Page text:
Polyester and fossil fuels
Fossil fuels, such as crude oil, coal, and natural gas, are extracted with a lot of energy use and are chemically intense. The processing of fossil fuels undoubtfully leads to global warming and is linked to waterway poisoning. Burning fossil fuels is unsustainable and by adjusting our demand towards polyester and nylon, we can reduce it.
What about recycled polyester?
Globally just 12% of the material used for clothing ends up being recycled (Source). What makes recycling clothes so difficult, is that nowadays clothes don't only contain one material. They're woven blends with elastane and nylon, they have zips, buttons, or are dyed with a range of dyes. That makes recycling clothes very labour intensive. Therefore, most fashion brands use recycled plastic bottles to make new clothes.
RPet (recycled PET) can be mechanically or chemically recycled. Mechanical recycling is taking a plastic bottle, washing it, shredding it, and then turning it back into polyester chips. These are then melted down and transformed into fibers that can be spun into clothes. It doesn't allow the recycling of different types of plastic, because it is too labor-intense. The quality of the rPET also suffers as mechanically recycled plastic can't be recycled forever. When you buy products from recycled polyester, be aware that the rPET has been most likely mechanically recycled. It will most likely not be from 100% rPET and will have virgin polyester elements to keep it durable and to a certain quality standard.
The chemical solution is not yet scalable and quite expensive, offers however some hope. Chemical recycling, also called depolymerization, is taking a waste plastic product and returning it to its original monomers, which are indistinguishable from virgin polyester. The quality of the chemically recycled rPET and virgin plastic is the same. This type of recycling is what we would call a "close loop" as we wouldn't produce new plastic. You can find more about chemical recycling here.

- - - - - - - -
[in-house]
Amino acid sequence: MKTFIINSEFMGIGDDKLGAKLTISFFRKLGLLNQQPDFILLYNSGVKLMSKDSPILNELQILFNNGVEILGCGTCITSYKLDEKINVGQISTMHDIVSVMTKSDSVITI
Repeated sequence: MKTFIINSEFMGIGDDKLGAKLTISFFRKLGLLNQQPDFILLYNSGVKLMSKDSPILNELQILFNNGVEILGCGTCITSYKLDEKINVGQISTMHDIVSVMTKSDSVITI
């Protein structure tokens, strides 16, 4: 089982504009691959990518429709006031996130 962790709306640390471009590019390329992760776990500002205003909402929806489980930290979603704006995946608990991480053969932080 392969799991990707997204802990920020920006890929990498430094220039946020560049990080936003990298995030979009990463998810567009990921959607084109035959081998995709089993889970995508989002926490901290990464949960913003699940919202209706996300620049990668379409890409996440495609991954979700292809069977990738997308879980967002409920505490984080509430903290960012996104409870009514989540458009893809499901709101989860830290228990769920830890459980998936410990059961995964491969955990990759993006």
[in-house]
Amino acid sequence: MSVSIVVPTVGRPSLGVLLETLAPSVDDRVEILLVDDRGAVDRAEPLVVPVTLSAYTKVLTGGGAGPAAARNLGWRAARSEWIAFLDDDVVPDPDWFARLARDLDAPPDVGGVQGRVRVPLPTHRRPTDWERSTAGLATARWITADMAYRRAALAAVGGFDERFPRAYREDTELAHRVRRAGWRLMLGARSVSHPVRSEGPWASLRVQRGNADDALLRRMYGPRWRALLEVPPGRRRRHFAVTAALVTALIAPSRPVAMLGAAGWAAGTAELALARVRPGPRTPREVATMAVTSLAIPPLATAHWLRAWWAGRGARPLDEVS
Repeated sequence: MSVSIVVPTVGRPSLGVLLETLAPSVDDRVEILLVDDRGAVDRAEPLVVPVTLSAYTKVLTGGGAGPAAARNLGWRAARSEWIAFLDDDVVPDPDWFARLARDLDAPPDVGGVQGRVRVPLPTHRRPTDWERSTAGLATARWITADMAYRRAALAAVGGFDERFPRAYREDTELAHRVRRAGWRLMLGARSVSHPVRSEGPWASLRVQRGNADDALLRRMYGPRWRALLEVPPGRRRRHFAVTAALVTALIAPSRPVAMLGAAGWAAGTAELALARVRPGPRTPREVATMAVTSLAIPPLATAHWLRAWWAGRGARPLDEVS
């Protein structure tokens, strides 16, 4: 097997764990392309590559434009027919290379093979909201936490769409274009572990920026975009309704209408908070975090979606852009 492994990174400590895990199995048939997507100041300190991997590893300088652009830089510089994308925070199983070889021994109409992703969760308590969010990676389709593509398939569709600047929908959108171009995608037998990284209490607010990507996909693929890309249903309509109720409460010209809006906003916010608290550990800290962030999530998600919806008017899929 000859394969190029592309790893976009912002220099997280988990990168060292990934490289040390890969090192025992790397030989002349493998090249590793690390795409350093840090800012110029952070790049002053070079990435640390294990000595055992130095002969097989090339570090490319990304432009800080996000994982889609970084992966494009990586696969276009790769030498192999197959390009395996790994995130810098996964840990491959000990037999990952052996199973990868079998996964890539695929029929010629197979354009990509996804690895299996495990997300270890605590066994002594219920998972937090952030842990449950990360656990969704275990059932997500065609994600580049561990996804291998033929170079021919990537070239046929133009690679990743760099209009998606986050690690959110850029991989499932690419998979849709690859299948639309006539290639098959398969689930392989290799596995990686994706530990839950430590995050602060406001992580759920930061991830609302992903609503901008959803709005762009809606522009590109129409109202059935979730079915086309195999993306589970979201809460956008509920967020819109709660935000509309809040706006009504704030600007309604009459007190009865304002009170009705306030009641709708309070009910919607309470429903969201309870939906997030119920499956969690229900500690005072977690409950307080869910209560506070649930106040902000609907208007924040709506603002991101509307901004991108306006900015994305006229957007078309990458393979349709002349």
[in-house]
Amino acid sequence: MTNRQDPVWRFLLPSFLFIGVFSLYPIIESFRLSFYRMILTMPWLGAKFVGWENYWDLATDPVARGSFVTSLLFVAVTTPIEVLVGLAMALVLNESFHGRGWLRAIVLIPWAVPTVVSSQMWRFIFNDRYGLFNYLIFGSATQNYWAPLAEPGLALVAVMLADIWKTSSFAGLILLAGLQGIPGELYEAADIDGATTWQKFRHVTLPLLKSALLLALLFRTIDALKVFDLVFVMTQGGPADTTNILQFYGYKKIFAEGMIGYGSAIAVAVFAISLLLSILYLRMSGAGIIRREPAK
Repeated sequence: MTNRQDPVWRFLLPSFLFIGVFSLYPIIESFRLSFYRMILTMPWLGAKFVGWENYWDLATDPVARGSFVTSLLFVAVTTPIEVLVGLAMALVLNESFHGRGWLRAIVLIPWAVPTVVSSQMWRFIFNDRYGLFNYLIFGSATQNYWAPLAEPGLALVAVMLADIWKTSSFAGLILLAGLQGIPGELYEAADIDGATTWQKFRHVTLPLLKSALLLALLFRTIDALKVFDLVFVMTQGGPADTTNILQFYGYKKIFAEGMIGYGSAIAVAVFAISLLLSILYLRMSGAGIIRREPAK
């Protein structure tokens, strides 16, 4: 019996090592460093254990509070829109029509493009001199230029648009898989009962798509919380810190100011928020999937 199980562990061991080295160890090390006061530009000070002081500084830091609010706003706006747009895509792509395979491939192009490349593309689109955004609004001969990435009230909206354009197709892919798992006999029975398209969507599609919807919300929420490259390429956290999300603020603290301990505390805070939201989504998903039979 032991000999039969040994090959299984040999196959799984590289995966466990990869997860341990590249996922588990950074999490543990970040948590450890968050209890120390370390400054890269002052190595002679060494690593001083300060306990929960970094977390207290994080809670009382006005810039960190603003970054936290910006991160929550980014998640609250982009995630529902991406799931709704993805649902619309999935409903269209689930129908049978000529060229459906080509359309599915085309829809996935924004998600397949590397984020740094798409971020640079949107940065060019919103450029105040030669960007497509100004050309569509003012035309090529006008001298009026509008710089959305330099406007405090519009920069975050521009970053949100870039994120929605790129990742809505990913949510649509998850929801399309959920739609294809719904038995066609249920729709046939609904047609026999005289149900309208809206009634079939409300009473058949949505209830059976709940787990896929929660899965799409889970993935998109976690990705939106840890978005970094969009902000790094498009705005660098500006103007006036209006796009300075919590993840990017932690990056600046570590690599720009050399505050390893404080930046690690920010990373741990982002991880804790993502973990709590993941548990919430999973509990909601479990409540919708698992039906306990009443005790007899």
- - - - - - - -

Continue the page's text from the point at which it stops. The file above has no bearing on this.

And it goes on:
In the end, also recycled plastic would shed microplastics into the environment. Not all polyester types shed the same. Fleece would be a high shedding type whilst most activewear has so tightly woven fibers, that it sheds the least.
Where does this leave us?
There is currently no material that ticks all the boxes on being the worlds saviour. We can reduce our dependency on fossil fuel-based materials by wearing more plants and less plastic. Materials like Linen, Organic Cotton, or Hemp are materials to consider if you want to go eco-friendly.
There is also no perfect bio-based material that addresses all the issues (yet). All of them require multiple resources and need to be produced sustainably. They will never compete with cotton or polyester regarding cost-effectiveness. An improvement and scalability of chemical recycled rPET can create a closed-looped system, protect marine life and reduce landfill waste. However, we are still far away from scalability and we have no solutions for microplastics yet.
The textile industry contributes 10% to global CO2 emissions. (That does not include landfill methane numbers). Polyester is an important part to cater the fast-fashion consumer. The only chance to help the planet now and combat plastic is to reduce the demand. Slow-Fashion is demanded by more and more Millennials. Pay a bit more and wear natural products for longer.
The same applies to pet accessories, like dog collars, lead, and harnesses. Many are made from polyester and nylon. Due to the pandemic, more people got themselves a furry companion which means increased demand for pet accessories.
Based on what we know from above, more consciousness to buy eco-friendly pet products becomes even more important. Things you can do next are to buy biodegradable poop bags and dispose them in your garden, switch some treats to insect based and buy dog accessories made from hemp or organic cotton. It is not a perfect solution but for now we can take little steps to switch our thinking to a more eco-conscious mindset.
If you wan to learn more about the benefits of hemp as a material, please read our blog post here.